The race to build upward and higher began in the US in 1931 and for over 40 years, the Empire State Building in Manhattan, New York, was the tallest in the world. In 1973, the mantle then went to the World Trade Center Towers in the same city, and soon after a year later to the Wills Tower in Chicago.
At present, however, the scenario is much changed. At 828 meters, the world’s tallest building is the Burj Khalifa in Dubai.
Since late 90s, Asia entered the race to the top with the Petronas Towers in Kuala Lumpur in 1998, only to be overtaken by Taiwan in 2004, with its Taipei 101.
The Gulf made its entry with Burj Khalifa at 828 meters in Dubai, UAE, and the Makkah Royal Clock Tower at 559 meters.
According to The Guardian, of the top 20 tallest buildings, four are in the Middle East, four in the US (including the new One World Trade Center), and the remaining 12 spread across Asia, including the twisting Shanghai Tower.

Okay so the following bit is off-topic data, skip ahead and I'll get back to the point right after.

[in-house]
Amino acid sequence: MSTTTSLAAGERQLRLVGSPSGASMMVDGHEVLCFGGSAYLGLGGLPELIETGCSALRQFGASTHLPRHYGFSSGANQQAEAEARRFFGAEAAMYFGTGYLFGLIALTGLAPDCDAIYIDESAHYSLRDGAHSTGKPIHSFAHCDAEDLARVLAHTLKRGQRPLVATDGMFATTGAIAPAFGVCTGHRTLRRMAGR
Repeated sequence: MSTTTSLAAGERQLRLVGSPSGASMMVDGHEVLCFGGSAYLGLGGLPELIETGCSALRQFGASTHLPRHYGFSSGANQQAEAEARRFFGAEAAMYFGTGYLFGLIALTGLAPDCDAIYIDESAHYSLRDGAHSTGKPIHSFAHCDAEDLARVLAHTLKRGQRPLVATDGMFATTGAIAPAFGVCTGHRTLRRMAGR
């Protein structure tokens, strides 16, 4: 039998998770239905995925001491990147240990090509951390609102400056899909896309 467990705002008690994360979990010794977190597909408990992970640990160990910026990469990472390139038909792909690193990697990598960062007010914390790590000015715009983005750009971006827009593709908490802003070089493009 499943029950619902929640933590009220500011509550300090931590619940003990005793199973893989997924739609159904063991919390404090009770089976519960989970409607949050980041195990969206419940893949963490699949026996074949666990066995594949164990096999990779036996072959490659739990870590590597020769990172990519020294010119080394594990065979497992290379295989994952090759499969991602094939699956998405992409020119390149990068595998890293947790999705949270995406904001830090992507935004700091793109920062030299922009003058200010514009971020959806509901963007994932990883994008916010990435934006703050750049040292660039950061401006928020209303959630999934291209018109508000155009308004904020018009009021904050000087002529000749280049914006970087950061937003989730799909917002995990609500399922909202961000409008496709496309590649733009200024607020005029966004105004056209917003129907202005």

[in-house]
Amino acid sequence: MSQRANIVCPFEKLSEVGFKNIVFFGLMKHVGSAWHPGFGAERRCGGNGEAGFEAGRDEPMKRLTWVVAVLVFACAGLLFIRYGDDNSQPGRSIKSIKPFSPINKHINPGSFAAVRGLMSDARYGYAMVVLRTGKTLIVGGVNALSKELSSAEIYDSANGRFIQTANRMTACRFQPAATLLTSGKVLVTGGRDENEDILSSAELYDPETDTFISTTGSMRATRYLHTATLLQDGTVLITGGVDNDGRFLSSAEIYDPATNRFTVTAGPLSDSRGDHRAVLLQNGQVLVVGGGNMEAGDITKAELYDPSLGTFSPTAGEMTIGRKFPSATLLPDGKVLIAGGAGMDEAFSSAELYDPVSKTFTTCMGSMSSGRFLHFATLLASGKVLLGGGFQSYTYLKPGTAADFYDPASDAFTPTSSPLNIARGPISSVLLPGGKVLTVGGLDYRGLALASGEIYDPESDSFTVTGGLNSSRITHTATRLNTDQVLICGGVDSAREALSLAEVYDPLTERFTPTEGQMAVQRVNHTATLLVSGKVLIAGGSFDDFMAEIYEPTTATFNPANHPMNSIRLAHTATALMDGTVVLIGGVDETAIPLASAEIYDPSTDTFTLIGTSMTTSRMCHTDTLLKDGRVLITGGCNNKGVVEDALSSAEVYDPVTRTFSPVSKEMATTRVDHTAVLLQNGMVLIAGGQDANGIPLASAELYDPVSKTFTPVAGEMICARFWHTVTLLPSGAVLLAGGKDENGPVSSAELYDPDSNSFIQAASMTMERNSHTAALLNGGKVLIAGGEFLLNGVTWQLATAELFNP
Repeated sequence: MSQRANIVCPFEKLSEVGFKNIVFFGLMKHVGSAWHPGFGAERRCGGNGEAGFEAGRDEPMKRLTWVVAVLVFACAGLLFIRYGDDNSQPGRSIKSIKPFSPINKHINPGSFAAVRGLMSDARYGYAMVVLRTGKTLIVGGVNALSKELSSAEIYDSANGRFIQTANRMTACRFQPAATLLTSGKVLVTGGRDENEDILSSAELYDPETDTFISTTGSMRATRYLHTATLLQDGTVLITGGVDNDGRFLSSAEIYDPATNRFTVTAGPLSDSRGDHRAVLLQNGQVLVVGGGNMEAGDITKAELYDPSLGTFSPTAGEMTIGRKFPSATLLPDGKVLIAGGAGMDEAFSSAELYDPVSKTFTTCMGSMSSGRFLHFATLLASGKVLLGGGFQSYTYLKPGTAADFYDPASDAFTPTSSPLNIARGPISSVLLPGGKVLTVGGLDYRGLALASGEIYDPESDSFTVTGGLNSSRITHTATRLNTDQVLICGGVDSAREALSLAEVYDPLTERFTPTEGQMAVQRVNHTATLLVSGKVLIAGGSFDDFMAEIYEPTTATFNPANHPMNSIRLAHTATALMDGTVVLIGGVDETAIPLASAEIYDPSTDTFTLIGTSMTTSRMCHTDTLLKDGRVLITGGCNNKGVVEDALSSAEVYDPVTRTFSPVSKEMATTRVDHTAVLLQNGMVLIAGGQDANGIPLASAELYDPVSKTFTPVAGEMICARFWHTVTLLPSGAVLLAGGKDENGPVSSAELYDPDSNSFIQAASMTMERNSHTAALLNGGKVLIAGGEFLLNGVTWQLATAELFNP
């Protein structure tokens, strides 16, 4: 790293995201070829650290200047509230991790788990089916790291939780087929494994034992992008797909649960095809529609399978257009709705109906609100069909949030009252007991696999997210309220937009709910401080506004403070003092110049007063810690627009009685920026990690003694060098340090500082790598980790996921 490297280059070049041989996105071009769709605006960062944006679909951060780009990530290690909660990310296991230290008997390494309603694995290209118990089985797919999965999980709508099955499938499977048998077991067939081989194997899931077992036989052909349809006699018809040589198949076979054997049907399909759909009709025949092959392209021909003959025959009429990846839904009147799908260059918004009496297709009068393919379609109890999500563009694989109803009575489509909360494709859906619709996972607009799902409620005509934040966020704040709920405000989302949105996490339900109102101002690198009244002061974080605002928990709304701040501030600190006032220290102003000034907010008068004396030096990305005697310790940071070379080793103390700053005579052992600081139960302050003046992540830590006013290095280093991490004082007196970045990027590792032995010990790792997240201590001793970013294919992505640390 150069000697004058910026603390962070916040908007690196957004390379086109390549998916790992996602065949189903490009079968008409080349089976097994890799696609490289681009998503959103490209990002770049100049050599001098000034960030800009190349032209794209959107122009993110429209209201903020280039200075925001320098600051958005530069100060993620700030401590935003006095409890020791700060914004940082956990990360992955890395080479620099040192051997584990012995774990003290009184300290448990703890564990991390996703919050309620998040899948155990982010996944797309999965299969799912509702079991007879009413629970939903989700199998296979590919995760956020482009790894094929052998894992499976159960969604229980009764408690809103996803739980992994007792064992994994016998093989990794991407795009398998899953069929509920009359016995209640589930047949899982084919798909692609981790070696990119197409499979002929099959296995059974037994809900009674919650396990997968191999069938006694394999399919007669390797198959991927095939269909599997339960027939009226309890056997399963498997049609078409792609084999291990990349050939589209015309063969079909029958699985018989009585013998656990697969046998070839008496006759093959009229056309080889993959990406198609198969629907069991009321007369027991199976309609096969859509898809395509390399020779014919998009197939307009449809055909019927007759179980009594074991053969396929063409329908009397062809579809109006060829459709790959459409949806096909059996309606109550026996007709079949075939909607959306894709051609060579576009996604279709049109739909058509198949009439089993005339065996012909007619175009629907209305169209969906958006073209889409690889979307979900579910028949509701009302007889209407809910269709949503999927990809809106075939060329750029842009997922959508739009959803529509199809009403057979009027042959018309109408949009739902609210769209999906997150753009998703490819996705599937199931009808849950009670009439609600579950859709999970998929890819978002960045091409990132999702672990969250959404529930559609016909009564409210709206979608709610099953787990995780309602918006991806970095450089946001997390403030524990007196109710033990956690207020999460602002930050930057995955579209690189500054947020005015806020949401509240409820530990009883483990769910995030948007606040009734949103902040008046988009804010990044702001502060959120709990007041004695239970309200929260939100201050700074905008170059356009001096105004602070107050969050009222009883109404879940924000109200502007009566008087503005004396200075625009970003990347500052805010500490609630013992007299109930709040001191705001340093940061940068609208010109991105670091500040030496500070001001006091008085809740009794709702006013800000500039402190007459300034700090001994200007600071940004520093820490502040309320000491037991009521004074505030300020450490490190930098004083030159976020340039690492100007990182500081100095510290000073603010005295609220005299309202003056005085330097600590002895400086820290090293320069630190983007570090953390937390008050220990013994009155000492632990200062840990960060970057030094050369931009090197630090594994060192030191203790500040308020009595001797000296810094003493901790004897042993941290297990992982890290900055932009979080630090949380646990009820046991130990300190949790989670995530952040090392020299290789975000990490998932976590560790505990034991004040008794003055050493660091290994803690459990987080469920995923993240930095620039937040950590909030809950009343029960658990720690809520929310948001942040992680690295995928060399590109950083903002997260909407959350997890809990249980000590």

The appetite for skyscrapers has not died down, and The Guardian estimates that by 2020 there will be more than 16,000 of them across the world.
But coming back to the question of which city will have the distinction of having the tallest tower, the race seems to be between Dubai and Saudi Arabia’s Jeddah.
Dubai has started building what will be the world's tallest tower, pictured here in an artist's impression, another record for the city already home to the highest skyscraper. (Reuters)